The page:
A WAKE UP CALL FOR COMPANIES
Wim De Coen is quick to underline that if a registrant receives a draft decision related to a specific concern, it is not a sign that the rest of the dossier is fully compliant. "Every draft decision should be seen by companies as a wake up call for them to look at the entire dossier. It is very possible that a few months later another draft decision could follow for the same dossier, but for another endpoint."
Receiving a draft decision is a wake up call. Receiving a second one is worrying and a third is serious. "In that case, you have to revise the overall registration strategy or the data generation strategy of the Substance Information Exchange Forum (SIEF)."
His best advice to registrants is for them to carefully read the recommendations in the annual evaluation report as soon as they have received a draft decision. "Even better… do not wait for the outcome from a compliance check but be proactive. Update voluntarily on the basis of our current recommendations."
A LEVEL PLAYING FIELD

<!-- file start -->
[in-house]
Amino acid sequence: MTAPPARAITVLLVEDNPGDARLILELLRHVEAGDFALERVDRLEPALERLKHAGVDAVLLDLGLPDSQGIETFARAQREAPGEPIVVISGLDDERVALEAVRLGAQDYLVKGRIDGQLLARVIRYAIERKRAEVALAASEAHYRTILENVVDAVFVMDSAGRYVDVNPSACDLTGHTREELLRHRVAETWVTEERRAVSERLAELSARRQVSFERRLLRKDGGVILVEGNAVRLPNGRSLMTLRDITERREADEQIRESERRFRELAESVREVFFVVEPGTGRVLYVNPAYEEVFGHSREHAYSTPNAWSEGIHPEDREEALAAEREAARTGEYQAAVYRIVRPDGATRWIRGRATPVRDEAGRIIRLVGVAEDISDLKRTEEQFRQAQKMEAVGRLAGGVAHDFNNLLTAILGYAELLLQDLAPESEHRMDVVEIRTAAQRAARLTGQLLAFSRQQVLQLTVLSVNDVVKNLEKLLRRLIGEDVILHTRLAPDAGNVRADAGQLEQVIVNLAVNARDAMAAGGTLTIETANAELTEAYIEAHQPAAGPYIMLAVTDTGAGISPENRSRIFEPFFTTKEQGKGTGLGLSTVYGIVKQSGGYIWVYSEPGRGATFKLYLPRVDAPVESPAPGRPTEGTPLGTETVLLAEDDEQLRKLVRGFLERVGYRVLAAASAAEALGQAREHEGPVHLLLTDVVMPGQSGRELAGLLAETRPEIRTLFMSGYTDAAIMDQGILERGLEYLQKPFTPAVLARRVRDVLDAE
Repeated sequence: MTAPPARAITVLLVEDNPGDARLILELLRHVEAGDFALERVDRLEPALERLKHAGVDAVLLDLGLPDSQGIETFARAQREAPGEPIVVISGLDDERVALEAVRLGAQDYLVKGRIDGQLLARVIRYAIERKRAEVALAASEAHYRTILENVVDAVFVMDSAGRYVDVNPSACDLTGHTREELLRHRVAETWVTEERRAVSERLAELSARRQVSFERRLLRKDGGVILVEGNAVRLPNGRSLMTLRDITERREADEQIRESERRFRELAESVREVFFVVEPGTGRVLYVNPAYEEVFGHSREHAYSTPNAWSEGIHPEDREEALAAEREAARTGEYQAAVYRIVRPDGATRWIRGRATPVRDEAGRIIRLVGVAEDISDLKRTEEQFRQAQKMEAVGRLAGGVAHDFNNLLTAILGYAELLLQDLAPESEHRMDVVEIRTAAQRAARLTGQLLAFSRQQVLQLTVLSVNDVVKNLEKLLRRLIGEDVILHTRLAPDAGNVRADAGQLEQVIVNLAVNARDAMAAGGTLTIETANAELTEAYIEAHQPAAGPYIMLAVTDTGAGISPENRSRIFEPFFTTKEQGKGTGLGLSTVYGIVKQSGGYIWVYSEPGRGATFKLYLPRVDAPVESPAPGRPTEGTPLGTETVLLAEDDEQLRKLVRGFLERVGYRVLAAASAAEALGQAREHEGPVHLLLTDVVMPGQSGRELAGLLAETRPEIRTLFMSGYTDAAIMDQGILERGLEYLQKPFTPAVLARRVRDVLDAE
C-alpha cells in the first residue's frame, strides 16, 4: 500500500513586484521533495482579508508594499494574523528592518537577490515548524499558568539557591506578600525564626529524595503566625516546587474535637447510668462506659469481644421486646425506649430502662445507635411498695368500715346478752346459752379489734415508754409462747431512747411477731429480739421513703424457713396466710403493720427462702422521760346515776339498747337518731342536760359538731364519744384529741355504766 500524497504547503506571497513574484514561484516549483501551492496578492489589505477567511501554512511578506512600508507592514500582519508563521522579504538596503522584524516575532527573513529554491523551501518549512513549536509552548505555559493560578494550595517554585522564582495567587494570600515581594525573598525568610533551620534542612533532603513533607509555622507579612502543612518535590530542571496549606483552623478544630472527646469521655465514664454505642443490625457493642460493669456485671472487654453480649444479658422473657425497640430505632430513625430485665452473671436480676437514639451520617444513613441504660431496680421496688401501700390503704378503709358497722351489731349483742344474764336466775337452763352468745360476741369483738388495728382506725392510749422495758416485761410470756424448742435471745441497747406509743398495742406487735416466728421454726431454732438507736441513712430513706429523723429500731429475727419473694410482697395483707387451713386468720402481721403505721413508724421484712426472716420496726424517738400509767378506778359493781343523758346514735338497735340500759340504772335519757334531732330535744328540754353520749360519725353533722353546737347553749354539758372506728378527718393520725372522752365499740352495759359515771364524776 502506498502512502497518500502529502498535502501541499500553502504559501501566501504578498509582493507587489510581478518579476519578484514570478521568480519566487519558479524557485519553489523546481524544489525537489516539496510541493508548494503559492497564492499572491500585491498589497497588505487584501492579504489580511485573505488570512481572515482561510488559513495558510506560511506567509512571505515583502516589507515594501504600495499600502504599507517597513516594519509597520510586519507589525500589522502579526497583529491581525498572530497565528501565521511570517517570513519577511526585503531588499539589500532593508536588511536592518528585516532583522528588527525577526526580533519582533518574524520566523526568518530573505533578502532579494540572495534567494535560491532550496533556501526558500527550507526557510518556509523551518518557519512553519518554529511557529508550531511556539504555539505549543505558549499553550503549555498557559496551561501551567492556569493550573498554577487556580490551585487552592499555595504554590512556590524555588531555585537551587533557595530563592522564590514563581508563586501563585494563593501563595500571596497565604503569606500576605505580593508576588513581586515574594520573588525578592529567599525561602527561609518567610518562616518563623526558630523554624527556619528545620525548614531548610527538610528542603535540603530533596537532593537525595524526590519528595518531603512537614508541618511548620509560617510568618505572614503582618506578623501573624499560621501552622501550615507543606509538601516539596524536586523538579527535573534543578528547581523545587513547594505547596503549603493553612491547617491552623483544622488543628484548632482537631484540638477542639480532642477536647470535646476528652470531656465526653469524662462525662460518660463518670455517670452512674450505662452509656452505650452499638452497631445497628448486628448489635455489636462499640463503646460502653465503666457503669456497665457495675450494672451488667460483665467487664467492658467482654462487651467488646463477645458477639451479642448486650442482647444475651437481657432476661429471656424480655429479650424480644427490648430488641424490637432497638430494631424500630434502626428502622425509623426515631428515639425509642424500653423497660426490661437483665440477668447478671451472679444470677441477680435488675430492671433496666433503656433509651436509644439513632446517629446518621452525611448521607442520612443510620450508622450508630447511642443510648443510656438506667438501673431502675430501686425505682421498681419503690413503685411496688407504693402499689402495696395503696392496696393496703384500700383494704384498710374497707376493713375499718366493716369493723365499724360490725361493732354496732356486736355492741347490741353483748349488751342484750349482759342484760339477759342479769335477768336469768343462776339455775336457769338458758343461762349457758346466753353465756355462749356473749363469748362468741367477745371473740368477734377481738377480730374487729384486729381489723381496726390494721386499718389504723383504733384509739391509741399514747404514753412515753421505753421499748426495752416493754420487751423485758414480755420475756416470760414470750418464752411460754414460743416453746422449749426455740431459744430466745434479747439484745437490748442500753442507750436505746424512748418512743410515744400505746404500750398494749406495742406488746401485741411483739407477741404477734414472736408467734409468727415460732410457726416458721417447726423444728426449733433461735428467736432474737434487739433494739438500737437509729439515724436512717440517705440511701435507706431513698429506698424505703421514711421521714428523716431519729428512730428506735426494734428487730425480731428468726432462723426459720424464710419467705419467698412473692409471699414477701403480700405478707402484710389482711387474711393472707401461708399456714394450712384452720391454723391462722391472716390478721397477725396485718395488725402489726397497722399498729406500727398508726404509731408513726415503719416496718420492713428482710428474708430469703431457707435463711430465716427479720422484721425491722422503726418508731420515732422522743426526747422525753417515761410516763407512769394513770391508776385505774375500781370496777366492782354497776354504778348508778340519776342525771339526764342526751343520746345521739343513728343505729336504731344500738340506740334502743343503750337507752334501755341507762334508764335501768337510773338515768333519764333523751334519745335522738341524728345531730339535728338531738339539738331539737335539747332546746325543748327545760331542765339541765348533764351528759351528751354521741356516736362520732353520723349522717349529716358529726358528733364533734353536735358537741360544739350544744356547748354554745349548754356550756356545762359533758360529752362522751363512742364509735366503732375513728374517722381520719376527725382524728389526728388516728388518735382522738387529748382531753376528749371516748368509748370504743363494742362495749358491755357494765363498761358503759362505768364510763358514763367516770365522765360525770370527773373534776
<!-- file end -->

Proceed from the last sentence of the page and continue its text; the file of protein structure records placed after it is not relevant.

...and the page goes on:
The new concern driven compliance check is rewarding for companies that are doing a good job to comply with REACH. It treats all registrants equally, using the same benchmark and at the same time. It also increases ECHA's efficiency. "First of all, it gives us the advantage of selecting those endpoints that are considered critical for safe use. Secondly, if you have a group of scientists that are looking through all the dossiers at the same endpoints, there will be more consistency. Also, from a legal point of view this new take on compliance checks is more efficient", says Wim De Coen. With the new draft decisions, which will be sent by ECHA in waves, all the registrants who have to correct the same mistakes will get exactly the same message at the same time. "We want to ensure that the resources we spend on evaluation really matter and have an impact. It is not just about checking the boxes, because the boxes have to be checked, it is about creating a quality-based level playing field for all registrants. "